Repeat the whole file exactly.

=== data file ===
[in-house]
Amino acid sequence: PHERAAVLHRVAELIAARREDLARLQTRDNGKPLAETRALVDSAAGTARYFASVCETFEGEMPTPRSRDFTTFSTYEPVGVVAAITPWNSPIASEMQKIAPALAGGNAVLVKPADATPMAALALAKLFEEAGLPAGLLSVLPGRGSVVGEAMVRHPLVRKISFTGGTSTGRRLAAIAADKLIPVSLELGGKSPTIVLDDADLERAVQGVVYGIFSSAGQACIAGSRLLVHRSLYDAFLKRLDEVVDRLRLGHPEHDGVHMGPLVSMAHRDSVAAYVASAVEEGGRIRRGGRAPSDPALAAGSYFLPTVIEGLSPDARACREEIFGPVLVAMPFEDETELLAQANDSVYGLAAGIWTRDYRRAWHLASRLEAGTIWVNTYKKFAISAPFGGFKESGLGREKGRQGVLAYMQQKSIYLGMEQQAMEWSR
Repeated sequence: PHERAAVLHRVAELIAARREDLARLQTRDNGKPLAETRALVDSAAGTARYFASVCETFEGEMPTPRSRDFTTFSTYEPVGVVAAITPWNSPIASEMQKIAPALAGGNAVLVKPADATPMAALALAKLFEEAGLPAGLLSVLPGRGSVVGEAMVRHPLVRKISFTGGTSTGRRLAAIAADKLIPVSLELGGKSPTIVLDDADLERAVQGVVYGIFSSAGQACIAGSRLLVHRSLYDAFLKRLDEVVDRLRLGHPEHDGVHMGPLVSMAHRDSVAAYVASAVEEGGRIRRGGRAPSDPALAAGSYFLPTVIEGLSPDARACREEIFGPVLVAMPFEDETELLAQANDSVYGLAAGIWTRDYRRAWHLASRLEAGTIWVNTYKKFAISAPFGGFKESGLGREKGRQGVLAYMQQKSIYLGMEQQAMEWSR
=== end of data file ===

[in-house]
Amino acid sequence: PHERAAVLHRVAELIAARREDLARLQTRDNGKPLAETRALVDSAAGTARYFASVCETFEGEMPTPRSRDFTTFSTYEPVGVVAAITPWNSPIASEMQKIAPALAGGNAVLVKPADATPMAALALAKLFEEAGLPAGLLSVLPGRGSVVGEAMVRHPLVRKISFTGGTSTGRRLAAIAADKLIPVSLELGGKSPTIVLDDADLERAVQGVVYGIFSSAGQACIAGSRLLVHRSLYDAFLKRLDEVVDRLRLGHPEHDGVHMGPLVSMAHRDSVAAYVASAVEEGGRIRRGGRAPSDPALAAGSYFLPTVIEGLSPDARACREEIFGPVLVAMPFEDETELLAQANDSVYGLAAGIWTRDYRRAWHLASRLEAGTIWVNTYKKFAISAPFGGFKESGLGREKGRQGVLAYMQQKSIYLGMEQQAMEWSR
Repeated sequence: PHERAAVLHRVAELIAARREDLARLQTRDNGKPLAETRALVDSAAGTARYFASVCETFEGEMPTPRSRDFTTFSTYEPVGVVAAITPWNSPIASEMQKIAPALAGGNAVLVKPADATPMAALALAKLFEEAGLPAGLLSVLPGRGSVVGEAMVRHPLVRKISFTGGTSTGRRLAAIAADKLIPVSLELGGKSPTIVLDDADLERAVQGVVYGIFSSAGQACIAGSRLLVHRSLYDAFLKRLDEVVDRLRLGHPEHDGVHMGPLVSMAHRDSVAAYVASAVEEGGRIRRGGRAPSDPALAAGSYFLPTVIEGLSPDARACREEIFGPVLVAMPFEDETELLAQANDSVYGLAAGIWTRDYRRAWHLASRLEAGTIWVNTYKKFAISAPFGGFKESGLGREKGRQGVLAYMQQKSIYLGMEQQAMEWSR